Week In Review – Week 2 -8/1/17-14/1/17

This week I have taken a grand total of 33249 steps, less than last weeks step total.  I am still struggling with the darkness of the evenings and getting out and about while being safe.  I also managed to hurt my shoulder which hasn’t helped much – especially with walking Roxy, as I have been worried about doing it any more damage, so have been taking it easy.  I have also been struggling with my energy levels and tiredness, I had blood tests just before Christmas and am awaiting a meeting with my Doctor to discuss my thyroid function.  I have been medicated in the past as I have an under-active thyroid and think I may need to take medication again.  I can’t wait for the meeting with my doctor to find out as at the moment the lack of energy and tiredness that I’m experiencing is getting really frustrating.  Fingers crossed that it will all be solved soon and I will be back to my active self!

We have had some cold weather here and on Friday we finally got the snow that had been threatened!  It started snowing on Thursday after a lot of sleety rain so I wasn’t entirely convinced that anything would stick at all.  What we did have was a fairly light covering which had, mostly, disappeared by the afternoon.  It was worse in work than at home as it was icy under foot and the gritters had not been out there.  I’m quite glad that it didn’t come to much as it can stop you doing so much.

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I am not making too many plans regarding my activity levels this week apart from try to do more steps than last week as I think this is a better, and more achievable goal than aiming for 10000 steps each day and failing.  Lets see what happens!

What are your plans this week?

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Fun Facts Friday

This series gives fun facts about things which have been mentioned in the past months blog posts or interesting facts about walks that I have been on or have planned or facts linked by themes.

This months post looks at the theme of Winter through some fun questions and answers!

  • What is Hoar Frost?  And what is it named after?

Hoar Frost is a type of frost that forms when there is water in the air (humidity) and the temperature drops below freezing to individually turn the droplets into ice.  The name Hoar derives from Hair or Herr (in german – meaning hair) and has changed over time to become “hoar” which is fairly apt as a name as the structure of this frost looks like frozen hairs.

  • How is “winter” decided?

The first day of winter differs depending on whether you look at the astrological or meteorological definition.  Most calendars look at the meteorological definition in order to know the first day of winter.  The meteorological way of deciding the seasons is to split the year (1st Jan – 31st December) into 4 sections with each section being equal.  Therefore the winter that we know through the calendar start on 1st December and ends on 28th February.  The astrological version looks at the earths tilt and the equinox’s and solstice’s, which then gives winter as starting (this past year) on 21st December 2016 and ending on 19th March 2017 (see here for more info)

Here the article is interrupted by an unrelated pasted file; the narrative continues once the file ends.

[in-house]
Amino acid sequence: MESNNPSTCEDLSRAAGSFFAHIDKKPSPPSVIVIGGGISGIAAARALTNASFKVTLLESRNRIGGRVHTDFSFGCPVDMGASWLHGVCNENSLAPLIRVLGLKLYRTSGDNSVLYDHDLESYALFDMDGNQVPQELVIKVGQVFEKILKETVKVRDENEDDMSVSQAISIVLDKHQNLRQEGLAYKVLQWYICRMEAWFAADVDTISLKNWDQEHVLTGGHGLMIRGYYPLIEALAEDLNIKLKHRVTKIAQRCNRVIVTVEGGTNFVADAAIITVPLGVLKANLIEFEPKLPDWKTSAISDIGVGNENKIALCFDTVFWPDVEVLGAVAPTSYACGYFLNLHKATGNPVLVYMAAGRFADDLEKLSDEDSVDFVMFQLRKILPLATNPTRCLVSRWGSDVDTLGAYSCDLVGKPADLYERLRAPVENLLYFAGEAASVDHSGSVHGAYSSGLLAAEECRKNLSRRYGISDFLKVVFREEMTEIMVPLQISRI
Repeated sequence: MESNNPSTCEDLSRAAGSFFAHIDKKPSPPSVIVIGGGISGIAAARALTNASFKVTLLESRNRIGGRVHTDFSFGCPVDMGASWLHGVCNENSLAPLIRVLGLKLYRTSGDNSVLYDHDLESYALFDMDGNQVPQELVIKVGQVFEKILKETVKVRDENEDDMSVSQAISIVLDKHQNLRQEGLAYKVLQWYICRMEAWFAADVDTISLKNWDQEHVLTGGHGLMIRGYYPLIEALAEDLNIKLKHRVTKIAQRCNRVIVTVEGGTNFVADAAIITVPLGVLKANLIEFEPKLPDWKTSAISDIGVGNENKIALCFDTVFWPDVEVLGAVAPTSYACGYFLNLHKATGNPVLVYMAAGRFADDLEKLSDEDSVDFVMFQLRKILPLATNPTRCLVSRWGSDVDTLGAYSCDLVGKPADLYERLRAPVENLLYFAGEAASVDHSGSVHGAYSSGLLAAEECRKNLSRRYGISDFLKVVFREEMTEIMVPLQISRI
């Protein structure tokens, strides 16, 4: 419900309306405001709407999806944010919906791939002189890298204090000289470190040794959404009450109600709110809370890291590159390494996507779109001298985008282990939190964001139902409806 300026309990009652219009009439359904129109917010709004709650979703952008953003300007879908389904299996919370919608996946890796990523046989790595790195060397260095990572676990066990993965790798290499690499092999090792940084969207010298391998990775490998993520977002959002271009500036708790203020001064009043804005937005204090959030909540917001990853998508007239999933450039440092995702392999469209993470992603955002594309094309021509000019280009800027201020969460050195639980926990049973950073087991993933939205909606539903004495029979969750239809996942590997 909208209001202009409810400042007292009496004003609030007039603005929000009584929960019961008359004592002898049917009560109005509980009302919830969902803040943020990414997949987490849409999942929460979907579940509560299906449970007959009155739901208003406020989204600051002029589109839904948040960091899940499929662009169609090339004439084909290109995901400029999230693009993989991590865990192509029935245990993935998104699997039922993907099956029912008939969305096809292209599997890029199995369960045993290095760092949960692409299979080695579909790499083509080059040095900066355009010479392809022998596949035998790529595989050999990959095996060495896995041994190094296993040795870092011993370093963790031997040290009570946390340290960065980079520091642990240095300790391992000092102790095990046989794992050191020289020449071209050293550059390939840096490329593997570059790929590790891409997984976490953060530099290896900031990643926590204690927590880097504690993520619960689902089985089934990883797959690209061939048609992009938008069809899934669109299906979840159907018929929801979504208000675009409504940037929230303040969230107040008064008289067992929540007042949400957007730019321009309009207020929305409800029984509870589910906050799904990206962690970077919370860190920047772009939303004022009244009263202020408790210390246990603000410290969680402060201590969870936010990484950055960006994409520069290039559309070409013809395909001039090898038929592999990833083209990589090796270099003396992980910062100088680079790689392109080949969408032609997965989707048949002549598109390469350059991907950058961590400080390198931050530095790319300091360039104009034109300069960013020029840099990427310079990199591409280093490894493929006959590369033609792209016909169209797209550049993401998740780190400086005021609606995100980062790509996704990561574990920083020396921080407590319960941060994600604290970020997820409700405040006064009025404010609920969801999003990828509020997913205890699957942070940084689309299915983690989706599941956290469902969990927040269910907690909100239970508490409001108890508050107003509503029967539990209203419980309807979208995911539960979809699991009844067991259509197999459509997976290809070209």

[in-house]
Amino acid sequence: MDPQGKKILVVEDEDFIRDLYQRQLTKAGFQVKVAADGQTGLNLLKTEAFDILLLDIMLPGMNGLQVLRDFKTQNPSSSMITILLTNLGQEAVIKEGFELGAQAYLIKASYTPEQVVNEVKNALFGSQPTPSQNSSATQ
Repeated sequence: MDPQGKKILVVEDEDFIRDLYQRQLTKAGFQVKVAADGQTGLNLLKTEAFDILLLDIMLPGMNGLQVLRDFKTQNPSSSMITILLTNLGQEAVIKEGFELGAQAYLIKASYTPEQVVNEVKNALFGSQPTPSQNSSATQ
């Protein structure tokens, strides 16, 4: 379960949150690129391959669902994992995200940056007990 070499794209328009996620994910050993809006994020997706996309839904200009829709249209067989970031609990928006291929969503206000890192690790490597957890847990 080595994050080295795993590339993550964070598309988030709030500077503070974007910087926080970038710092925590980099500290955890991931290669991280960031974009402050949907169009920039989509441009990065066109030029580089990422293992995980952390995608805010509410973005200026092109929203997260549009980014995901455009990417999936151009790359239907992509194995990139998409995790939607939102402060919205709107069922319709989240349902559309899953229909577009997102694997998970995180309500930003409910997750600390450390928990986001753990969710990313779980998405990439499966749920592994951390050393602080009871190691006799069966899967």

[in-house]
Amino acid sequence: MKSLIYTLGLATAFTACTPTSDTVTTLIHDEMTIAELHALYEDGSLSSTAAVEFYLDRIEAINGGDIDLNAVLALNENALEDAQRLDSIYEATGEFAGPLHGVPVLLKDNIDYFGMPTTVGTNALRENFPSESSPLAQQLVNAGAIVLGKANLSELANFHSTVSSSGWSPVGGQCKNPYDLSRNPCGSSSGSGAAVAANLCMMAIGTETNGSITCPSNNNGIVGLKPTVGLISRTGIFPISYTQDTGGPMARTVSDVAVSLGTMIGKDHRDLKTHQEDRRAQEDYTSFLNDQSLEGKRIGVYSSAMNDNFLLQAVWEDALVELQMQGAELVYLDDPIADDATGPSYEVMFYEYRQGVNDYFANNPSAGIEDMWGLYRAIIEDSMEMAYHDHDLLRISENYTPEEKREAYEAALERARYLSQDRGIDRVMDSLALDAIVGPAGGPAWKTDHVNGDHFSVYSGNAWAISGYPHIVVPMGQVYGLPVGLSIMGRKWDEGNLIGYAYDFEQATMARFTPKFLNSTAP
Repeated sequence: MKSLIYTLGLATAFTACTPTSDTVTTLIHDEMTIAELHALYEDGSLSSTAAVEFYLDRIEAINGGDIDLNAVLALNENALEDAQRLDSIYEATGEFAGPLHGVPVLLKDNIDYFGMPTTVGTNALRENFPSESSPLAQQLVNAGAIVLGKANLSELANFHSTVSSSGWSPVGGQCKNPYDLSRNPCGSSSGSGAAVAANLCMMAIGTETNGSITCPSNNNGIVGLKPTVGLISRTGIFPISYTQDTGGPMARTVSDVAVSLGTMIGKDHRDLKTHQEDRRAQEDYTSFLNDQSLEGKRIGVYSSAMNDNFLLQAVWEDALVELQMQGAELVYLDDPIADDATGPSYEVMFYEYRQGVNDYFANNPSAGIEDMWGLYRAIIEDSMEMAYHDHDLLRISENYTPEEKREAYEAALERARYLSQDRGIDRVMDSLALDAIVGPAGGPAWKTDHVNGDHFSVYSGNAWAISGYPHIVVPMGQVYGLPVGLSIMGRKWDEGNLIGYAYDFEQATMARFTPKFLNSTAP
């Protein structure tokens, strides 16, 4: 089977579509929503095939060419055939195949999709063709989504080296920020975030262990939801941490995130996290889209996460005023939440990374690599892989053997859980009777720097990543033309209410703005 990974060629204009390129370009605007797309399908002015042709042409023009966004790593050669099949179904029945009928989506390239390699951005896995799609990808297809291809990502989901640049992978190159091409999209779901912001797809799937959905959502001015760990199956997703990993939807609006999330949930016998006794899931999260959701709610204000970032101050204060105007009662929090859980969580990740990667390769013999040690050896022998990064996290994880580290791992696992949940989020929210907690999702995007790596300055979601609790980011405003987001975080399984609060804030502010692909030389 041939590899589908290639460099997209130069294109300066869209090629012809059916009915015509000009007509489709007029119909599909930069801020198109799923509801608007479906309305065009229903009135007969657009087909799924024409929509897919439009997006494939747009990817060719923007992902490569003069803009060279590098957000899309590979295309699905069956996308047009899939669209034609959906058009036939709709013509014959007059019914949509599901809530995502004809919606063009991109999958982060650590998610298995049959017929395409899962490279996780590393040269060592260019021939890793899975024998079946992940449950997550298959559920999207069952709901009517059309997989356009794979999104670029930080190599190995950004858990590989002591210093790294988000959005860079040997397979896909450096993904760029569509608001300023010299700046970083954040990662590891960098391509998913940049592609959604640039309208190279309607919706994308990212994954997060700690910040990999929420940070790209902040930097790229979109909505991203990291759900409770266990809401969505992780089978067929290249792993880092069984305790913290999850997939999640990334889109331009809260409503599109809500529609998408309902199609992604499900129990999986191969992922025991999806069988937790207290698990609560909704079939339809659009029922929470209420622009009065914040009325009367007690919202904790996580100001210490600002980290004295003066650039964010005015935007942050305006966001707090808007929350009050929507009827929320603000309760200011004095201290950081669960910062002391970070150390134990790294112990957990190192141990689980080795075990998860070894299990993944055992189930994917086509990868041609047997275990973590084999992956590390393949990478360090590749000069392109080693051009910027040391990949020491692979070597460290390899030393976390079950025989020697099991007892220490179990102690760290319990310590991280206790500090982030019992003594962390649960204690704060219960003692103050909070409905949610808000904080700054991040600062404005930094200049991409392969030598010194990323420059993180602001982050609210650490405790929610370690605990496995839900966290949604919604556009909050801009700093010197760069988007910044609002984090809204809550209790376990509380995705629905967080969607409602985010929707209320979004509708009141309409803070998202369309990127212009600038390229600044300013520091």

• Whats the coldest winter ever recorded in the UK?

The winter of 1962/63 was one of the coldest on record with temperatures in some areas being recorded as -19.4f. (see here for more information)

  • Why do we get more mist and fog in the winter?

Mist and fog are created when warm and cold air mix causing condensation to form (water vapor) in the air.  Because of where we are situated as a land mass (UK) the mist and fog form easily in the winter months due to hot and cold air streams meeting over us. (see here for more information)

Look Out For

Another new addition to the blog!  This will be a monthly series and will outline things that you may find on your walks.  I decided o add this series into my blog as away to make walks more interesting, whether you are walking alone or with friends and family.  There is so much to see, not just on a season to season basis but month to month and week to week too.  There are lots of different things to see, as you will find in this series, whether it be things caused by weather, animals, plant life or anything else that may be of interest.  So, this month I am focusing on things you can “Look Out For” in January.

January may be cold and dark and feel like it stretches on for the longest time but it is also the month where you get to see some amazing things and notice others that hint at the warmer months to come.

First is the frost, not just any frost though, there is a type of frost called Hoar Frost (http://www.weatheronline.co.uk/reports/wxfacts/Hoar-Frost.htm ) which leaves a spiky frost in its wake.  The weather has been perfect for this kind of frost to form, the air is damp with water droplets and we have been experiencing freezing, clear nights which help the frost to form.  It is a really beautiful sight and there are some lovely images that can be captured in photographs.